Garbutt in 2010 at the National Folk Festival
|Birth name||Vincent Paul Garbutt|
|Born||20 November 1947|
|Origin||South Bank, Redcar and Cleveland|
|Years active||1970s to present|
Vin Garbutt (born Vincent Paul Garbutt, 20 November 1947) is an English folk singer and songwriter. A significant part of his repertoire consists of protest songs covering topics such as "the Troubles" in Northern Ireland (Troubles of Erin), unemployment, and social issues.
Garbutt was born in South Bank, Middlesbrough, the son of an English father and an Irish mother. He discovered folk music while he was still at school, and began visiting and performing at the Rifle Club in Cannon Street, Middlesbrough. After leaving school he was encouraged to become an apprentice at the Imperial Chemical Industries (ICI) Wilton chemical plant, near to his home. During this period he often visited Ireland in search of his musical roots. At the age of 21, he threw caution to the winds and became a professional musician. Armed with the rich repertoire of songs he had amassed, he spent the first summer busking his way around the bars of Spain's Mediterranean coast, and on to Morocco via Gibraltar. It was then that he found he had a talent for songwriting.
Back in England in 1972 he recorded his first album for Bill Leader, The Valley of Tees. This firmly established him as a singer and songwriter of well-crafted, socially conscious and environmentally aware songs.
During 1999 Garbutt celebrated his 30th year as a professional performer. He spent the early part of the year on a world tour, playing extensively in the Far East, Australia and New Zealand. As soon as he got back to England he set off on his “Take It Easy after 30 Years on the Road” tour. To coincide with the tour he released his Word of Mouth CD, playing in various British venues to packed theatres. His rambling patter between the songs can take longer than the amount of time singing.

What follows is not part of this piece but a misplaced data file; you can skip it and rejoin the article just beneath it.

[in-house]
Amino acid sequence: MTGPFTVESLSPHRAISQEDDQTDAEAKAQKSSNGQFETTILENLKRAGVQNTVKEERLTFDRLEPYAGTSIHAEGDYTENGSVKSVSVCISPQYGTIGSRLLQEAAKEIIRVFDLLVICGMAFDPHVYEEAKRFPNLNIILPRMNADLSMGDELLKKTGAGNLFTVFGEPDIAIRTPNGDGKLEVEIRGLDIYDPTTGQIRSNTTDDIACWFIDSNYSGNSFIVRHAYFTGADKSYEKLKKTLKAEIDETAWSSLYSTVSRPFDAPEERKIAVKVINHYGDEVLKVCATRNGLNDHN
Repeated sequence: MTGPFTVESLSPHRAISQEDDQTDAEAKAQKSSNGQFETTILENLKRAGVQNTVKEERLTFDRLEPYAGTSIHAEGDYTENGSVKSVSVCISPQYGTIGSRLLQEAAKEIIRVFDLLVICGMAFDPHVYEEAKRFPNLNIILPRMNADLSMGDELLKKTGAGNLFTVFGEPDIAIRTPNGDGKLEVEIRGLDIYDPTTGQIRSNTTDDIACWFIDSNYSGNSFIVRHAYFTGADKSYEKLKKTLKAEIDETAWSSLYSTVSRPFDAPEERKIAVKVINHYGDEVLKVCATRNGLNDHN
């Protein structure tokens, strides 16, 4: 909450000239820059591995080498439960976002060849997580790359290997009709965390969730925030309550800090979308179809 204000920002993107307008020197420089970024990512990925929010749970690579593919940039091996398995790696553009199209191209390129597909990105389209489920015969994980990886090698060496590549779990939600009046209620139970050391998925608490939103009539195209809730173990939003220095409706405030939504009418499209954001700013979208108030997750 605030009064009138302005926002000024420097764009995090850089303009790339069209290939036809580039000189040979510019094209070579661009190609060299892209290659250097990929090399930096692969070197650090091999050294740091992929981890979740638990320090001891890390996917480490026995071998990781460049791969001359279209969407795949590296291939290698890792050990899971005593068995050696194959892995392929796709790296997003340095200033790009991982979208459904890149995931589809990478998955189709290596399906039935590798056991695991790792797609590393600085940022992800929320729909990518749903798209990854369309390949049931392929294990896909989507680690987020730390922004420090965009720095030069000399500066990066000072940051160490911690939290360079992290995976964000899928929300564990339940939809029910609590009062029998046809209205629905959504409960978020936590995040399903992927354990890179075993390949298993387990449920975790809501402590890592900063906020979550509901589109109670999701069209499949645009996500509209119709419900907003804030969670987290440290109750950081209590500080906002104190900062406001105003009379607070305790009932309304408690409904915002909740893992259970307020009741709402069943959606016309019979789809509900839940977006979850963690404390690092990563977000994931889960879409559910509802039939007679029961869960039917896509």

During 2001 Garbutt published the first collection of his songs, The Vin Garbutt Songbook. The collection spans his career from "The Valley of Tees" written in 1971 to "The Troubles of Erin'" written in 1999. Shortly afterwards, the companion CD was issued, Garbutt's first ever compilation CD and another world tour followed in 2004. A health check highlighted a minor health problem but in early 2005, whilst on a sabbatical trip to Spain, Garbutt's condition deteriorated. On his return he was hospitalised and a repair made to one of his heart valves. He has since made a full recovery and is back on the road. In his recuperation period he worked on his album Persona … Grata which was launched at The Sage Gateshead on 6 October 2005.
In 2001 Garbutt won the "Best Live Act” award at the BBC Radio 2 Folk Awards, and was also nominated for "Folk Singer of the Year" (with the award going to Norma Waterson). Later that year, he was awarded an Honorary Degree of Master of Arts by the University of Teesside. In 2007 he was nominated for "Best Live Act" again at the BBC Radio 2 Folk Awards, with the award going to Bellowhead.
- The Valley of Tees (1972)
- The Young Tin Whistle Pest (live) (1974)
- King Gooden (1976)
- Eston California (1977)
- Tossin' a Wobbler (1978)
- Little Innocents (1983)
- Shy Tot Pommy (1985) [live - Mount Isa, Queensland, Australia]
- When The Tide Turns (1989)
- The By-Pass Syndrome (1991)
- Bandalised (1994)
- Plugged! (1995) [live - Red Lion Folk Club, Birmingham, UK.]
- When the Tide Turns Again (1998) [reissue of 1989 album with one additional track]
- Word Of Mouth (1999)
- The Vin Garbutt Songbook Vol 1 (2003)
- Persona ... Grata (2005)
- Teesside Troubadour documentary & live DVD (2011)
- Synthetic Hues (2014)
- "Vin Garbutt - gallery". Official Vin Garbutt website. Retrieved 2008-05-15.
- "Vin Garbutt - biography". Official Vin Garbutt website. Retrieved 2008-05-15.
- "Academic Awards from the University of Teesside". University of Teesside. 2001-11-23. Retrieved 2008-05-16.
- "Radio 2 Folk Awards 2007 - Nominations for 2007". BBC. Retrieved 2008-05-17.
- "Radio 2 Folk Awards 2007 - Winners 2007". BBC. Retrieved 2008-05-17.